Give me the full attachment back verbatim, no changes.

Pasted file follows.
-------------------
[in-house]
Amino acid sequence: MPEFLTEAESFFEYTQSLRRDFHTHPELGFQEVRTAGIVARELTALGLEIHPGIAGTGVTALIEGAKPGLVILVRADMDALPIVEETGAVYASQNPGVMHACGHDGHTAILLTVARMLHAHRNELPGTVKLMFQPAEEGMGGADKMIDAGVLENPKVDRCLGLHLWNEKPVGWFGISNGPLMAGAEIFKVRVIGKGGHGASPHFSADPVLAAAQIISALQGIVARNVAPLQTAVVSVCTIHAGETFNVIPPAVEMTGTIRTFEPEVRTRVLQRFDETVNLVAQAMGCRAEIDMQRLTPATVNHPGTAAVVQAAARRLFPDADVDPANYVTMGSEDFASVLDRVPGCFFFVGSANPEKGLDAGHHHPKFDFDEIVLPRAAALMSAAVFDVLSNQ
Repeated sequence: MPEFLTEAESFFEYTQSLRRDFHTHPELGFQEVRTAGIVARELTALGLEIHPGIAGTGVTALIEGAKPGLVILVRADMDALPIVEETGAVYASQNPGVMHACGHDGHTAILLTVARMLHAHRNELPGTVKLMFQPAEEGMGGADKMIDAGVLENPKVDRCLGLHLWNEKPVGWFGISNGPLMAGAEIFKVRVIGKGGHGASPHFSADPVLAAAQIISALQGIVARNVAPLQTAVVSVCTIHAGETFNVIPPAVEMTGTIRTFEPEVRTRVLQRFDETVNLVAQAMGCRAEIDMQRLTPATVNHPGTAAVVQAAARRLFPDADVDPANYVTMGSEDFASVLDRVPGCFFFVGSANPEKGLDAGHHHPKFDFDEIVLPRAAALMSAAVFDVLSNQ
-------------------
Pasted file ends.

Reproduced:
[in-house]
Amino acid sequence: MPEFLTEAESFFEYTQSLRRDFHTHPELGFQEVRTAGIVARELTALGLEIHPGIAGTGVTALIEGAKPGLVILVRADMDALPIVEETGAVYASQNPGVMHACGHDGHTAILLTVARMLHAHRNELPGTVKLMFQPAEEGMGGADKMIDAGVLENPKVDRCLGLHLWNEKPVGWFGISNGPLMAGAEIFKVRVIGKGGHGASPHFSADPVLAAAQIISALQGIVARNVAPLQTAVVSVCTIHAGETFNVIPPAVEMTGTIRTFEPEVRTRVLQRFDETVNLVAQAMGCRAEIDMQRLTPATVNHPGTAAVVQAAARRLFPDADVDPANYVTMGSEDFASVLDRVPGCFFFVGSANPEKGLDAGHHHPKFDFDEIVLPRAAALMSAAVFDVLSNQ
Repeated sequence: MPEFLTEAESFFEYTQSLRRDFHTHPELGFQEVRTAGIVARELTALGLEIHPGIAGTGVTALIEGAKPGLVILVRADMDALPIVEETGAVYASQNPGVMHACGHDGHTAILLTVARMLHAHRNELPGTVKLMFQPAEEGMGGADKMIDAGVLENPKVDRCLGLHLWNEKPVGWFGISNGPLMAGAEIFKVRVIGKGGHGASPHFSADPVLAAAQIISALQGIVARNVAPLQTAVVSVCTIHAGETFNVIPPAVEMTGTIRTFEPEVRTRVLQRFDETVNLVAQAMGCRAEIDMQRLTPATVNHPGTAAVVQAAARRLFPDADVDPANYVTMGSEDFASVLDRVPGCFFFVGSANPEKGLDAGHHHPKFDFDEIVLPRAAALMSAAVFDVLSNQ